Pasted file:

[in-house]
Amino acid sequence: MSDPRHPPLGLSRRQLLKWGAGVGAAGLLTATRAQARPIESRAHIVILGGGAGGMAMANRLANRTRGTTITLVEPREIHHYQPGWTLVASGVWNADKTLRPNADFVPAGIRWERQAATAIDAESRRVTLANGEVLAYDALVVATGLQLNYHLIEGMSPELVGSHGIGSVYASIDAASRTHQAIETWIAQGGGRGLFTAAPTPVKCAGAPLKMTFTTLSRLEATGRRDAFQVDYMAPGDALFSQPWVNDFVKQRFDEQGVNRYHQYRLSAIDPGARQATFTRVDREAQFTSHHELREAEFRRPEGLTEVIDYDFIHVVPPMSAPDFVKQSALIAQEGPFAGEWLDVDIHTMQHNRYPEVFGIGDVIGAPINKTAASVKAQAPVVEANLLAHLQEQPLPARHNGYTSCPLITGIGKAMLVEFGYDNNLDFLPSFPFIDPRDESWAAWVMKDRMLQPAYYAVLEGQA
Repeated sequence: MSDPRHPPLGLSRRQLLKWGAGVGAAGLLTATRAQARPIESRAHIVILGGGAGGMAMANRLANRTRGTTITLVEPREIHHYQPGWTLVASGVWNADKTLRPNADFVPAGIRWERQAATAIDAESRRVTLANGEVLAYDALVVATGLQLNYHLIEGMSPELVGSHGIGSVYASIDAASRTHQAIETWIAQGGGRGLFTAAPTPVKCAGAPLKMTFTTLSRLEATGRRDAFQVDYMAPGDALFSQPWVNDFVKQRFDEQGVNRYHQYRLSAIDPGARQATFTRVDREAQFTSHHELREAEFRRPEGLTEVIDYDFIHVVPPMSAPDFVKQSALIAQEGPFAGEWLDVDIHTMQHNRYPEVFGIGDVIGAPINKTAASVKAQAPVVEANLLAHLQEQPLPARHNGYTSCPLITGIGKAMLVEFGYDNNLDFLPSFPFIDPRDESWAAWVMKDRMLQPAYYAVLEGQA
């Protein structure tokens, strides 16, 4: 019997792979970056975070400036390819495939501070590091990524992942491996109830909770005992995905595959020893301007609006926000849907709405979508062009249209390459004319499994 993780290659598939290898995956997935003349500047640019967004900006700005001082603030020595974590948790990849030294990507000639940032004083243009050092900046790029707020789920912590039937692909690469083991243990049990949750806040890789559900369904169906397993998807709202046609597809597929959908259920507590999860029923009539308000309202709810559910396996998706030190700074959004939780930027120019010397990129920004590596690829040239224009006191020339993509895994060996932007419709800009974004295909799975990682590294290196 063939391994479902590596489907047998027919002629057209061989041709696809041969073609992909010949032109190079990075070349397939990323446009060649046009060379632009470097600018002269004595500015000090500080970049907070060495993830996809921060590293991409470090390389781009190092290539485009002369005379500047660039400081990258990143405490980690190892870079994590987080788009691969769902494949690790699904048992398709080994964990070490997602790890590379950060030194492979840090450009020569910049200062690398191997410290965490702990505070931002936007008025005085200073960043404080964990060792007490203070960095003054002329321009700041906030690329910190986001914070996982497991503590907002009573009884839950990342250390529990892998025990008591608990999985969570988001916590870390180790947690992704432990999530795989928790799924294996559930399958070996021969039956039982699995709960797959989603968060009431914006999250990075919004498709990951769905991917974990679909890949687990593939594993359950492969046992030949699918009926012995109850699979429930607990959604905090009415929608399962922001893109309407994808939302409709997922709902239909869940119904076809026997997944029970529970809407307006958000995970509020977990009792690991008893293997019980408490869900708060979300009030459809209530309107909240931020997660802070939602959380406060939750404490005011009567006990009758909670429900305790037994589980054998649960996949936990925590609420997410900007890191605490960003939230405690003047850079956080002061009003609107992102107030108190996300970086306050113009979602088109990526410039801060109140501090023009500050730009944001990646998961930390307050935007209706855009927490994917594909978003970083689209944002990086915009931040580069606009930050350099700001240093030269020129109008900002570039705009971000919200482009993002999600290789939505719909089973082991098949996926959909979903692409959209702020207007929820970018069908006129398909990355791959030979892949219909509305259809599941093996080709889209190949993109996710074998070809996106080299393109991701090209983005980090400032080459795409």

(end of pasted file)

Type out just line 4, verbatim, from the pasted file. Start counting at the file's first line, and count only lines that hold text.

């Protein structure tokens, strides 16, 4: 019997792979970056975070400036390819495939501070590091990524992942491996109830909770005992995905595959020893301007609006926000849907709405979508062009249209390459004319499994 993780290659598939290898995956997935003349500047640019967004900006700005001082603030020595974590948790990849030294990507000639940032004083243009050092900046790029707020789920912590039937692909690469083991243990049990949750806040890789559900369904169906397993998807709202046609597809597929959908259920507590999860029923009539308000309202709810559910396996998706030190700074959004939780930027120019010397990129920004590596690829040239224009006191020339993509895994060996932007419709800009974004295909799975990682590294290196 063939391994479902590596489907047998027919002629057209061989041709696809041969073609992909010949032109190079990075070349397939990323446009060649046009060379632009470097600018002269004595500015000090500080970049907070060495993830996809921060590293991409470090390389781009190092290539485009002369005379500047660039400081990258990143405490980690190892870079994590987080788009691969769902494949690790699904048992398709080994964990070490997602790890590379950060030194492979840090450009020569910049200062690398191997410290965490702990505070931002936007008025005085200073960043404080964990060792007490203070960095003054002329321009700041906030690329910190986001914070996982497991503590907002009573009884839950990342250390529990892998025990008591608990999985969570988001916590870390180790947690992704432990999530795989928790799924294996559930399958070996021969039956039982699995709960797959989603968060009431914006999250990075919004498709990951769905991917974990679909890949687990593939594993359950492969046992030949699918009926012995109850699979429930607990959604905090009415929608399962922001893109309407994808939302409709997922709902239909869940119904076809026997997944029970529970809407307006958000995970509020977990009792690991008893293997019980408490869900708060979300009030459809209530309107909240931020997660802070939602959380406060939750404490005011009567006990009758909670429900305790037994589980054998649960996949936990925590609420997410900007890191605490960003939230405690003047850079956080002061009003609107992102107030108190996300970086306050113009979602088109990526410039801060109140501090023009500050730009944001990646998961930390307050935007209706855009927490994917594909978003970083689209944002990086915009931040580069606009930050350099700001240093030269020129109008900002570039705009971000919200482009993002999600290789939505719909089973082991098949996926959909979903692409959209702020207007929820970018069908006129398909990355791959030979892949219909509305259809599941093996080709889209190949993109996710074998070809996106080299393109991701090209983005980090400032080459795409």